Battle Ground girls adopt wild mustangs for training program

Posted

Battle Ground sisters Norah and Claire Garlington recently adopted wild mustang horses as part of a four-month training program hosted by Teens and Oregon Mustangs.

The goal of the program is to make mustangs more adoptable by showcasing the animal’s value and trainability, while helping trainers improve their horsemanship skills and allowing youth to build training skills through competition.

The girls have formed a close bond with their new animal friends. They are part of the Youth In-Hand yearling mustangs division.

“I really like that I saw the opportunity to train horses,” 10-year-old Claire said. “I enjoyed fostering a horse, so I thought I would enjoy this too.”

Norah, 12, also has a love for horses.

“I’m open for any chance to be close to one,” Norah said. “I really did like the mustang breed, and so I really like that the opportunity is open to kids to train horses and not just adults to do the important stuff.”

Norah said they found their horses, Baileymay and Albin, at the Clark County Horse Expo at a booth that allowed people to meet the founder and volunteers of Teens and Oregon Mustangs. The girls were able to learn more about the program there. 

“It was really exciting and they made this program seem like it was the right fit for me and my sister,” Norah said.

Once the girls finish the training period, they will be able to compete with the horses.

“There’s no certain way to train them,” Norah said. “You can watch videos and read and everything, but you’re kind of on your own. But if you get really stuck, then they also can help you a little, but they’re not going to do it for you.”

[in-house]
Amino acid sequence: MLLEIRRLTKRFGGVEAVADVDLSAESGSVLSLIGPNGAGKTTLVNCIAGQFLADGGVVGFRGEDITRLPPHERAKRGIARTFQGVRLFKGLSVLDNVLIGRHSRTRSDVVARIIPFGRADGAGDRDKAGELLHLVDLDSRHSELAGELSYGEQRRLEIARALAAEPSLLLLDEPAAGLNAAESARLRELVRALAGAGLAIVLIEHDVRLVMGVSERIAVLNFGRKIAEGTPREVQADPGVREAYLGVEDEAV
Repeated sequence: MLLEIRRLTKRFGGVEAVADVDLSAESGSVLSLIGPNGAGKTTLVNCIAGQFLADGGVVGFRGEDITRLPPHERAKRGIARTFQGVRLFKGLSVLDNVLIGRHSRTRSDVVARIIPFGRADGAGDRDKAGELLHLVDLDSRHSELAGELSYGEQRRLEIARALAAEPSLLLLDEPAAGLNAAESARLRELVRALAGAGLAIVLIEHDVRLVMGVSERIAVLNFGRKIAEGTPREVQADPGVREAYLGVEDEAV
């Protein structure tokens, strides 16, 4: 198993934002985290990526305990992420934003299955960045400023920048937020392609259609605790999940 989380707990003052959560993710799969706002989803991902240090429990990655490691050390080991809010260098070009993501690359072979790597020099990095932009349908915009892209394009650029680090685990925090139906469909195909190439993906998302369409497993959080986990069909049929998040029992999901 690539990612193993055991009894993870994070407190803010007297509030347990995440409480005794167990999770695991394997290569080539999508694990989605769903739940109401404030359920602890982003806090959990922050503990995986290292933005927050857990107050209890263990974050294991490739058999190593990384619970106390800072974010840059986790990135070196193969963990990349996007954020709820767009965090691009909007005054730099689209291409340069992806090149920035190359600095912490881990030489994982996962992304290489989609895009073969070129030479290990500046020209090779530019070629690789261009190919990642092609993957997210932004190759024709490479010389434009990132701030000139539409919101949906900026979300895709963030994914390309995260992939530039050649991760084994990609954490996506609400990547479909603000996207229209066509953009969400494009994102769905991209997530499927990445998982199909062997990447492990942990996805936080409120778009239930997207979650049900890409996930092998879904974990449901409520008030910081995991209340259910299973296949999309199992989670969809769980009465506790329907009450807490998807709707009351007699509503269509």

Norah described her horse, Baileymay, as “spunky and spontaneous,” while Claire considers Albin to be “curious.” Since they’re still new to the training, Norah said she’s primarily worked on brushing the horse, and leading the animal around the corral, while Claire focuses on groundwork and brushing.



Claire said the end goal of the program is to be able to hoof pick the horses successfully, halter and lead them, do groundwork, and load them into trailers.

Besides spending quality time with the horses, both girls genuinely enjoy the training program itself.

“I really, really like it,” Norah said. “It makes you get outside and not just be in the house all day, and it gives you a chance to be around horses.”

Claire added, “I love that they also think of the wild mustangs and not to overpopulate them, so you can give them homes and stuff.”

Norah said overpopulation is an issue with wild mustangs, so one of the goals of the program is to get the horses off Bureau of Land Management land.

Their father, Brandon, said it took about three weekends to build the round pen the horses stay in, but he noted the work was worth it.

“I kind of took it as a leap of faith,” Brandon said of their participation in the program. “My wife, Kim, was a little nervous about the whole thing, but I figure instead of having the girls watch it be done on the YouTube videos, we could actually go out and do it.”

The training program has helped teach the girls patience because it’s a slow, methodical process, Brandon said.

“Watching them go at their pace and their horses’ pace was really rewarding,” he said.

Once the training is over, a news release stated each division will compete in the Mustang Adoption Challenge from Sept. 2 to Sept. 4. Participants will be judged on showmanship, overall body conditioning, and in-hand trail. Each division will then compete for the title of Mustang Adoption Challenge Champion and receive a trophy saddle.

The final competition will take place at the Linn County Fair and Expo Center in Albany, Oregon.

Comments

No comments on this item Please log in to comment by clicking here